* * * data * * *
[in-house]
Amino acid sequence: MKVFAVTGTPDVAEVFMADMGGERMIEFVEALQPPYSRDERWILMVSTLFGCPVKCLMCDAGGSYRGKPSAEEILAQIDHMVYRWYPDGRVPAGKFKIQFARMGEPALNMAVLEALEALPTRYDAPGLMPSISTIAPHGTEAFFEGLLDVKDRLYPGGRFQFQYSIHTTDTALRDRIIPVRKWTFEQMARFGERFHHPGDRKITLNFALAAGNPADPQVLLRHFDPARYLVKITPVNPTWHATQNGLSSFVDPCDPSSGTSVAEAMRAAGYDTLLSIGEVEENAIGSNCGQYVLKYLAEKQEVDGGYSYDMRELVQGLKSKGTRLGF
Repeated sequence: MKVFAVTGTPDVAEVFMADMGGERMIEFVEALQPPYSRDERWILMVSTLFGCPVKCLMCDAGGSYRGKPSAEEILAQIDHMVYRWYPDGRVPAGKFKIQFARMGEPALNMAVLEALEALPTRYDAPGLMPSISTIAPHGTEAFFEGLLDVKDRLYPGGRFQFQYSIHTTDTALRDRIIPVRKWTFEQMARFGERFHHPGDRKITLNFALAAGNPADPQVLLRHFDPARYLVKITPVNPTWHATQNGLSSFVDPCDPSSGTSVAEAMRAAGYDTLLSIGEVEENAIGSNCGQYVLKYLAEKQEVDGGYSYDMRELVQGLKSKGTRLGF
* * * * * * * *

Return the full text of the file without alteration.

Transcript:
[in-house]
Amino acid sequence: MKVFAVTGTPDVAEVFMADMGGERMIEFVEALQPPYSRDERWILMVSTLFGCPVKCLMCDAGGSYRGKPSAEEILAQIDHMVYRWYPDGRVPAGKFKIQFARMGEPALNMAVLEALEALPTRYDAPGLMPSISTIAPHGTEAFFEGLLDVKDRLYPGGRFQFQYSIHTTDTALRDRIIPVRKWTFEQMARFGERFHHPGDRKITLNFALAAGNPADPQVLLRHFDPARYLVKITPVNPTWHATQNGLSSFVDPCDPSSGTSVAEAMRAAGYDTLLSIGEVEENAIGSNCGQYVLKYLAEKQEVDGGYSYDMRELVQGLKSKGTRLGF
Repeated sequence: MKVFAVTGTPDVAEVFMADMGGERMIEFVEALQPPYSRDERWILMVSTLFGCPVKCLMCDAGGSYRGKPSAEEILAQIDHMVYRWYPDGRVPAGKFKIQFARMGEPALNMAVLEALEALPTRYDAPGLMPSISTIAPHGTEAFFEGLLDVKDRLYPGGRFQFQYSIHTTDTALRDRIIPVRKWTFEQMARFGERFHHPGDRKITLNFALAAGNPADPQVLLRHFDPARYLVKITPVNPTWHATQNGLSSFVDPCDPSSGTSVAEAMRAAGYDTLLSIGEVEENAIGSNCGQYVLKYLAEKQEVDGGYSYDMRELVQGLKSKGTRLGF